The IB Global News, recently emailed to Coordinators and Heads of Schools, held clarified definitions of action in the continuum. Key to the MYP definition is this statement, “Through responsible action, tightly connected with sustained inquiry and critical reflection, students can develop the attributes described by the learner profile” (IB Global News, 2(7), 2014).
This statement holds many implications for an MYP programme. Attitudes or dispositions inherent in responsible action continue to impact how students manifest the learner profile in the MYP. (These dispositions might be more visible in PYP programmes, and perhaps might need to become more explicitly revisited in MYP programmes.)
Here are a few suggestions.
- To perform responsible action, MYP students need curiosity to spark and sustain their inquiry into a need in a community.
- Students need commitment and enthusiasm to plan a course of action to address a discovered need in a community.
- They need to practice the attitude of cooperation so they might work with the community as they take action.
- As they take action, they manifest respectful and tolerant attitudes. They might also experience empathy and exhibit integrity in their decisions as they take action.
- Certainly taking action requires independence and confidence.
- They may also gain confidence and strengthen their commitment as they reflect on learning.
In the above definition of action in MYP, a key to independent inquiry in MYP seems to hinge upon how opportunities for action are “tightly connected to sustained inquiry and critical reflection” (IB Global News, 2(7), 2014).
Service as action in the MYP gives students open-ended opportunities to pursue both sustained inquiry and critical reflection. When students are given an open-ended opportunity to inquire into service as action, they might naturally follow pathways to sustained inquiry. Curiosity is personal, and personal curiosity fuels itself, driving the manifest creative and critical thinking processes that learners might necessarily draw upon to investigate a problem that does not seem to have a readily apparent answer.
Service learning presents opportunities for students to engage in cyclical, iterative learning; critical thinking and reflective practices within the inquiry cycle manifest as student sustain authentic inquiries. Service learning personalizes a student’s learning, presenting the student with a key to sustained, meaningful engagement.
The phrase “tightly connected” deliberately prompts reflection for MYP educators. “MYP has a lot of moving parts,” our MYP-DP librarian Kelsey Hedrick once said. Implementation for us means taking all these moving parts in MYP and co-constructing their integration.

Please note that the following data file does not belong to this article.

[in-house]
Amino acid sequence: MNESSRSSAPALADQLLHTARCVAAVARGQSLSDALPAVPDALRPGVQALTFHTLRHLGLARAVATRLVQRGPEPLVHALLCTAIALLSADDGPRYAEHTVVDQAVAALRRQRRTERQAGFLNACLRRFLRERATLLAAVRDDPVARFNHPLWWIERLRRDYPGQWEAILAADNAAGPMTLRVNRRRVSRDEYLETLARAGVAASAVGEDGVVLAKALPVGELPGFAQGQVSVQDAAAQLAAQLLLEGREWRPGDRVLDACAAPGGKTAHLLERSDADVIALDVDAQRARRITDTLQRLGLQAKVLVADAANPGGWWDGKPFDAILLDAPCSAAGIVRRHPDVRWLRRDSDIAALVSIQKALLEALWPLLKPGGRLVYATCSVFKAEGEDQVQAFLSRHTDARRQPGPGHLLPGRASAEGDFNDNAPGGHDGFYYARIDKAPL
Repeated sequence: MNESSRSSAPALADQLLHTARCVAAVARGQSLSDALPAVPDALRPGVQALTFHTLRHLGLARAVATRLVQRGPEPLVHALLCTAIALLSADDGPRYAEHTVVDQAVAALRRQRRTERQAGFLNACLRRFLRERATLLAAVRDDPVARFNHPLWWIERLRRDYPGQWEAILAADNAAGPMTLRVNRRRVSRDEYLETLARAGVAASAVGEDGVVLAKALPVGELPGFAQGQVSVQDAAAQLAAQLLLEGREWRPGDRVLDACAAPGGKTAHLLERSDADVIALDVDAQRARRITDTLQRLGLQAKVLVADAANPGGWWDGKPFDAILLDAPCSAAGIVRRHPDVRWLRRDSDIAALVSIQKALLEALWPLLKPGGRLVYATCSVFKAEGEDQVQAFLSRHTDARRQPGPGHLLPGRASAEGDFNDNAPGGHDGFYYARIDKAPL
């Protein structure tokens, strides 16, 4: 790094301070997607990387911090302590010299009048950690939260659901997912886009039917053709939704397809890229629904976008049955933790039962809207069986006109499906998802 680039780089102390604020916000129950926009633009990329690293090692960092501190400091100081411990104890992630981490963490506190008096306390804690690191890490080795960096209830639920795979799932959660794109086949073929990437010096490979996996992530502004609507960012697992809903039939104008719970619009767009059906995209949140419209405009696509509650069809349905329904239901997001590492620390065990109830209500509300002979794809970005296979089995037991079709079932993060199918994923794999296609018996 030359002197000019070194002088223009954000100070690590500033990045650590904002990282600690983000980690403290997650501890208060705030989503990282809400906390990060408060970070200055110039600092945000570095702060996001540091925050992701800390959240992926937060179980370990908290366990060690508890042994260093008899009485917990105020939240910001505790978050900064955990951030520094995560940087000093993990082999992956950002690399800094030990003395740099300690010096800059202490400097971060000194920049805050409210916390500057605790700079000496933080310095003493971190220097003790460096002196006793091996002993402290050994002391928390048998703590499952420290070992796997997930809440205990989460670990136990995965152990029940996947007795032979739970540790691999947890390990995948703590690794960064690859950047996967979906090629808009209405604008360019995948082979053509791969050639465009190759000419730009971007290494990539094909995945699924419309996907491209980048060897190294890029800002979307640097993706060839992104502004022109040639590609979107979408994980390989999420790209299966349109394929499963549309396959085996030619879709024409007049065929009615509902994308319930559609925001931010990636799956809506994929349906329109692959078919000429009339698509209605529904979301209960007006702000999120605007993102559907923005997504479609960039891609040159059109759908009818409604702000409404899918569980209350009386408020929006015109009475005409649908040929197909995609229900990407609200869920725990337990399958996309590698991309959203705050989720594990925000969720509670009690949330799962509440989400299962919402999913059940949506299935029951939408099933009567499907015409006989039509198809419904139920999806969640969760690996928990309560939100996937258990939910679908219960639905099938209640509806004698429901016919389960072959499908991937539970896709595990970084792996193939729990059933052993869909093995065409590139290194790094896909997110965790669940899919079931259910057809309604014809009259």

Perhaps we might witness this integration within the students’ inquiries into service as action. In the photo below, we see students classifying their questions according to ways of approaching research.
They rehearse their understanding of research approaches collaboratively as they classified their questions into a whole-class chart.
Service as action is “tightly connected” to approaches to learning. A few ATL skills made visible in these photos might be research skills, collaborative skills, thinking skills. But we also anticipate the rehearsal of many more skills that students might draw upon as they pursue their inquiries into service as action. These anticipated skills that students might draw upon hinge on their attitudes or dispositions.
They must persist (ATL skill) and commit (attitude) to be inquirers (Learner Profile attribute). They need to be mindful of others (ATL skill) in order to be tolerant and respectful (attitudes) as they demonstrate principled action (LP). They practice academic honesty (attitude) through sound research skills (ATL skills) in order to continually be the critical thinker (LP) they need to be in this protracted, authentic inquiry.
Service as action and the ways we give students these learning opportunities allow us to stretch learning in the MYP. Perhaps our students find continuity as they engage in the language and action expressing attitudes and dispositions. Maybe it’s following a sustained inquiry into something they discover holds creativity and passion for themselves. Certainly it stretches the reach of each element in the MYP, allowing our students to design learning that rehearses their skills in ways that nurture lifelong attitudes; creates tangible manifestations of how personal learning might become significant and meaningful to others; and expands the learner’s physical and cognitive learning environment beyond the text, the paper, beyond episodic performance into the possibility of sustained action.
Many thanks to Melinda Henson and her Community Project team for inspiration triggering this reflection, and to Concordian MYP3 students for permission to use their work to illustrate this post.